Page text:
In November of last year I spent a week in Sweden talking to IT folk about something which I termed post-ITSM. With this phrase my intention was to was to be provocative, yes; but also to suggest a future in which IT service departments work under a new paradigm, something that both encompasses and extends ITSM, while being based on a alternative premise.
Those knowledgeable about such things may detect the influence of Thomas Kuhn in the above, and indeed you would not be mistaken. Anyhow, the result of a week of conversations with the completely charming Swedish audiences and hosts was that I found myself revisiting all of my old certainties on this topic. I needed to be sure that the approach which I have been developing over these last five years could handle the various Scandinavian criticisms that were aimed at it.
I’m happy to say that some in the sessions were in total agreement with both the call for a new paradigm and, even better, my particular proposal for it. However, others found it harder to let go of what they described as the order and structure of the old way. In response, I argued that transformation of IT service could enable much-needed technological innovation within the entire enterprise (important as many businesses now operate in a fast-changing landscape), as well as increased sightings of the lesser-spotted amazing customer experience in exchanges between the corporate workforce and internal IT service providers.
The best part of the week was meeting highly supportive audience members. One (a COO no less), commented that new methods such as those I was outlining could help with other contemporary challenges such as corporate citizenship for young firms operating in a global context. Nevertheless, my feet were kept firmly on the ground by the many others who seemed dead set against the idea of change.
Let’s not tell fibs, there are areas in which ITSM excels; for example, delivering reliability, efficiency and such like – the systemic, the mechanistic. The resistance of some Swedish workers may have been due their focusing on these particular areas. They may be comforted to know I am certainly not advocating disrupting these back end functions. However, in this era in which enterprise success and longevity increasingly comes at the price of agility and innovation, at the front end something more than processes and targets are needed.
In my view, the goal of the new customer facing IT should be a responsive, innovative and utterly customer-centric IT service. However, you’ve no doubt heard this before from many others. Indeed, while analyses of the challenge are many, there are few fully formed solutions around. As I am fond of saying, I’ve been working on it for several years, and with my work psychology academic background allied to a three-decade work history in IT and ITSM, I feel that I can say that my particular solution is based on more than just a little light reading. Indeed, I’ve written one book and countless posts on this subject.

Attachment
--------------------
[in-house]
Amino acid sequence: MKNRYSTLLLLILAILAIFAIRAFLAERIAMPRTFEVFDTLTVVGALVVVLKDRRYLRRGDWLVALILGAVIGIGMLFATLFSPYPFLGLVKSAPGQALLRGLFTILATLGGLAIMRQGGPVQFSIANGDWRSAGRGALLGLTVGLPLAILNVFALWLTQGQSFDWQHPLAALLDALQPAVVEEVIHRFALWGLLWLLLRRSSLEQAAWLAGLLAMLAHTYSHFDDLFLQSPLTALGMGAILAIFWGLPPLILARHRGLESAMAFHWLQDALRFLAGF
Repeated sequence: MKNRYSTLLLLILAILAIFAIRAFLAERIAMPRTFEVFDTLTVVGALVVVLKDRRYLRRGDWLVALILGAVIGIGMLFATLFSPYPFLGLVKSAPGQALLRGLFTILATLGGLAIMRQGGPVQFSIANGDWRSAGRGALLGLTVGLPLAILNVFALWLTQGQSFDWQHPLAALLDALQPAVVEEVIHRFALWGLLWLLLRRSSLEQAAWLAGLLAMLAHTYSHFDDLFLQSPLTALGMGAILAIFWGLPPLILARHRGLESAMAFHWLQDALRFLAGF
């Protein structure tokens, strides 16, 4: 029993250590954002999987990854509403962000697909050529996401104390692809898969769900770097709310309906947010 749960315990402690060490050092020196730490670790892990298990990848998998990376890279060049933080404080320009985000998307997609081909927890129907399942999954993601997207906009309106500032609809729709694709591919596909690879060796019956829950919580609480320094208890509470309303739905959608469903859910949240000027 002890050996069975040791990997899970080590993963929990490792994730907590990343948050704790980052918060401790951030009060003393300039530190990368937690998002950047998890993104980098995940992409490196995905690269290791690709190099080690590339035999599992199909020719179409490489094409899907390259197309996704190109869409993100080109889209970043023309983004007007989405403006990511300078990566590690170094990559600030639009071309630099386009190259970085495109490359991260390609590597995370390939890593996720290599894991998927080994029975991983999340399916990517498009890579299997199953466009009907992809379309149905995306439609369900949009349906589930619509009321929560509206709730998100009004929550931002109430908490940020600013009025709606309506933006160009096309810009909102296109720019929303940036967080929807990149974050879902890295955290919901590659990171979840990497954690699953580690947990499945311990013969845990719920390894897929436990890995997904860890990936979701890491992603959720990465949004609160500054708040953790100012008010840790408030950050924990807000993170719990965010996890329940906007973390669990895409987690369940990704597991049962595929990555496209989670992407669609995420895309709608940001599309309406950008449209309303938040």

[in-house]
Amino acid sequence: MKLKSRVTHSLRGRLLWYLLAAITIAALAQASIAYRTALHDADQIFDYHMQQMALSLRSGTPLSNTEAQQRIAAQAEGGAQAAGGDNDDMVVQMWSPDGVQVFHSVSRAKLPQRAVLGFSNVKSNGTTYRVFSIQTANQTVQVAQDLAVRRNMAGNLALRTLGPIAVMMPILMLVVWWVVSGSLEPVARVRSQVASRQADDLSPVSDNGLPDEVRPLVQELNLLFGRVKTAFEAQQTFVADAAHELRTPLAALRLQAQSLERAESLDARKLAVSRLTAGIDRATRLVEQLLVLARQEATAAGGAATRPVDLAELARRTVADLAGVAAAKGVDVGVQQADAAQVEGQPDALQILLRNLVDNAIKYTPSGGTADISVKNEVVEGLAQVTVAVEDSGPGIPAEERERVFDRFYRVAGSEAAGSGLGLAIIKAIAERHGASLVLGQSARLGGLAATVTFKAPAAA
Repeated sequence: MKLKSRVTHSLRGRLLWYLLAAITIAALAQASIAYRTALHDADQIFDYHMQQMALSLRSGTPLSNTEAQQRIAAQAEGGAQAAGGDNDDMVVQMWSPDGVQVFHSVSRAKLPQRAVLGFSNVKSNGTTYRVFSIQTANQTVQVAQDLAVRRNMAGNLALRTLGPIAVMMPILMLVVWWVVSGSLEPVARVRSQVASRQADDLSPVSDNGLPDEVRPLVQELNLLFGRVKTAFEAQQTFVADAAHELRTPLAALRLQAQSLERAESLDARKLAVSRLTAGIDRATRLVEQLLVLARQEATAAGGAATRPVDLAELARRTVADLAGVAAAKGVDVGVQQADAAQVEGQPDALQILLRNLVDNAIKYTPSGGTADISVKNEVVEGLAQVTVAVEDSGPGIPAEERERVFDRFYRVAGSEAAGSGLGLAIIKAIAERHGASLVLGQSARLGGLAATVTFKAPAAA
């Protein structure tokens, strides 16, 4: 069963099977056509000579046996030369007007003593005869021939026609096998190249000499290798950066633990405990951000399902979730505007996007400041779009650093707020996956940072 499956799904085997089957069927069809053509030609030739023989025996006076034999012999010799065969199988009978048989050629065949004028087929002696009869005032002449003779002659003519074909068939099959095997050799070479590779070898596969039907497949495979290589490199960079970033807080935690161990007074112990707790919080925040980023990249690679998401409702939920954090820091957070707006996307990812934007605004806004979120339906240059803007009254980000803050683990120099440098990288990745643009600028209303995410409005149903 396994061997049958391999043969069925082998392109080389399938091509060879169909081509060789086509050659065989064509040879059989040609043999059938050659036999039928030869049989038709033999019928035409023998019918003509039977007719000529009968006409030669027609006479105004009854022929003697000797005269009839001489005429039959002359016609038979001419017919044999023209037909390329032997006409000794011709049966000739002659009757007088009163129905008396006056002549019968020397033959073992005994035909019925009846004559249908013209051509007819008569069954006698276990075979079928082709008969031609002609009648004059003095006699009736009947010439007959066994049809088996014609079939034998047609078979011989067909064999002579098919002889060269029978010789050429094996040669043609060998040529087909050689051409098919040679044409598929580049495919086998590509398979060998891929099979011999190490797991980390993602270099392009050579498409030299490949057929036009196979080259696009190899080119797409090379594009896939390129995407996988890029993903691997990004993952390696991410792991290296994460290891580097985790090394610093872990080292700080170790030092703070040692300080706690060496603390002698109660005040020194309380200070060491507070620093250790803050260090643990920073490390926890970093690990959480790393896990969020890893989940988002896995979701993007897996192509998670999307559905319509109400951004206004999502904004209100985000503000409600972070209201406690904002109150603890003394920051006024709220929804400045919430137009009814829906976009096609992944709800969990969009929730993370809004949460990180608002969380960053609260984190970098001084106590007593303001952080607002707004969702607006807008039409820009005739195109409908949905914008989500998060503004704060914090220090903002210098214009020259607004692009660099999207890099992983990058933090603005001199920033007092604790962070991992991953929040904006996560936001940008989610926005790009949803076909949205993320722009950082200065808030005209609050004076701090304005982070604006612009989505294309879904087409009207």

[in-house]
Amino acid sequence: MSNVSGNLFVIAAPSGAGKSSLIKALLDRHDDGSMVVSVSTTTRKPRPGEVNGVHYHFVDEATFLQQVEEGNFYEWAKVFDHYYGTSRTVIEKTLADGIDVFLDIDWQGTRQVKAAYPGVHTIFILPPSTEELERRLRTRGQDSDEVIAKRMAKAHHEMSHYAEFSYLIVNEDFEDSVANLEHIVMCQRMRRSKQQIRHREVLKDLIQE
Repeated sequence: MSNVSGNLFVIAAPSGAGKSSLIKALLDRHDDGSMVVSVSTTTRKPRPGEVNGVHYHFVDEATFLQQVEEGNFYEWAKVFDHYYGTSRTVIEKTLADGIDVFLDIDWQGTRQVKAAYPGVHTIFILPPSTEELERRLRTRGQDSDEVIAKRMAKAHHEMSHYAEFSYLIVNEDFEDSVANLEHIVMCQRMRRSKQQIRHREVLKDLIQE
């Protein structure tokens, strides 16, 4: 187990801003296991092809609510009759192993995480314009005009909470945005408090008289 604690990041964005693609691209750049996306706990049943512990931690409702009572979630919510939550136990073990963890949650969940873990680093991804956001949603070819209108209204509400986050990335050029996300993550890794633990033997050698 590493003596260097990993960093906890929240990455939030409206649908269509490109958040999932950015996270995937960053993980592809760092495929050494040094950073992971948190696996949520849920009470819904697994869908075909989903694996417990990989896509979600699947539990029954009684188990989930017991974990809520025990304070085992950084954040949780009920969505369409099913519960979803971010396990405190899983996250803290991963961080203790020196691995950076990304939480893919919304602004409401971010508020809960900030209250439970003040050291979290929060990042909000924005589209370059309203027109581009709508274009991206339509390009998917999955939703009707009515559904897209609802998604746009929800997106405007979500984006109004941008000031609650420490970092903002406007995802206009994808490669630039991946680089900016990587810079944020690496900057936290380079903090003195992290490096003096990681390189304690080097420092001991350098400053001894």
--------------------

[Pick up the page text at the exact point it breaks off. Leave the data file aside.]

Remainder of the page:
I’ll say it once again, the challenges facing 21st century IT service organisations are human ones, not those of process or technology. I’m very happy to report that the approach which I advocate stood up pretty nicely to the critiques hurled at it in Scandinavia. This has resulted in my wanting to take these ideas to the next level. I’m not exactly how to do this – I’ll probably start with conversations with some of my key contacts in this area. Many out there are realising that the unresponsiveness of the old horse that they have been flogging is telling them something. That message might be that client facing IT support needs something else to help it meet the needs of the 21st century enterprise.
I’ll be posting more of these over the coming weeks, and will be unwrapping the finer detail of the approach that I keep referring to. As I said above, I’m eager to engage with the industry to gauge reaction to all this. So if you are interested in discussing new IT service paradigms further, don’t be shy. Drop me an email or DM, or why not even call the CXI office for a little chat.
It would be great to hear more from the people at the coalface.